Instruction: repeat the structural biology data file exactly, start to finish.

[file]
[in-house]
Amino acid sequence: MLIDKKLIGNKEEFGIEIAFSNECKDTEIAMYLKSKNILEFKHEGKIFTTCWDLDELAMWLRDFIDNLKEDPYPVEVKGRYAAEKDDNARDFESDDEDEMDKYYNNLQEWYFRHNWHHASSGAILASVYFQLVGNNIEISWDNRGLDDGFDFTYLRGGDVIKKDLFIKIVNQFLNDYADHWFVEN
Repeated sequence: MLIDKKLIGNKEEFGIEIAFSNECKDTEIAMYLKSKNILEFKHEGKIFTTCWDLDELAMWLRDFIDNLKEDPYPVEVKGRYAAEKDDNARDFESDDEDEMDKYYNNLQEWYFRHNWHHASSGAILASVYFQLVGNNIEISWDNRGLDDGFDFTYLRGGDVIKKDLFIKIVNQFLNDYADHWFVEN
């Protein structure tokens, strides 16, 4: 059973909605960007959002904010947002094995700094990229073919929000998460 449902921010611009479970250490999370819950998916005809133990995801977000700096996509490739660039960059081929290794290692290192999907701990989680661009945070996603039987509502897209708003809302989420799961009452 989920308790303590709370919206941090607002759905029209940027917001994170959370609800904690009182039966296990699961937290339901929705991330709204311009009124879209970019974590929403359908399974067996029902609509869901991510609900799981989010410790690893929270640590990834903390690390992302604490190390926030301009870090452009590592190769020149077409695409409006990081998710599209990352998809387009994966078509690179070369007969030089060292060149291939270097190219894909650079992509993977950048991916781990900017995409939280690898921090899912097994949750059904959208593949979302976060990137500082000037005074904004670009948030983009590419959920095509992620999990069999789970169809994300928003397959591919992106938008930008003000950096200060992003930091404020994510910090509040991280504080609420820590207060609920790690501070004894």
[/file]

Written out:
[in-house]
Amino acid sequence: MLIDKKLIGNKEEFGIEIAFSNECKDTEIAMYLKSKNILEFKHEGKIFTTCWDLDELAMWLRDFIDNLKEDPYPVEVKGRYAAEKDDNARDFESDDEDEMDKYYNNLQEWYFRHNWHHASSGAILASVYFQLVGNNIEISWDNRGLDDGFDFTYLRGGDVIKKDLFIKIVNQFLNDYADHWFVEN
Repeated sequence: MLIDKKLIGNKEEFGIEIAFSNECKDTEIAMYLKSKNILEFKHEGKIFTTCWDLDELAMWLRDFIDNLKEDPYPVEVKGRYAAEKDDNARDFESDDEDEMDKYYNNLQEWYFRHNWHHASSGAILASVYFQLVGNNIEISWDNRGLDDGFDFTYLRGGDVIKKDLFIKIVNQFLNDYADHWFVEN
């Protein structure tokens, strides 16, 4: 059973909605960007959002904010947002094995700094990229073919929000998460 449902921010611009479970250490999370819950998916005809133990995801977000700096996509490739660039960059081929290794290692290192999907701990989680661009945070996603039987509502897209708003809302989420799961009452 989920308790303590709370919206941090607002759905029209940027917001994170959370609800904690009182039966296990699961937290339901929705991330709204311009009124879209970019974590929403359908399974067996029902609509869901991510609900799981989010410790690893929270640590990834903390690390992302604490190390926030301009870090452009590592190769020149077409695409409006990081998710599209990352998809387009994966078509690179070369007969030089060292060149291939270097190219894909650079992509993977950048991916781990900017995409939280690898921090899912097994949750059904959208593949979302976060990137500082000037005074904004670009948030983009590419959920095509992620999990069999789970169809994300928003397959591919992106938008930008003000950096200060992003930091404020994510910090509040991280504080609420820590207060609920790690501070004894």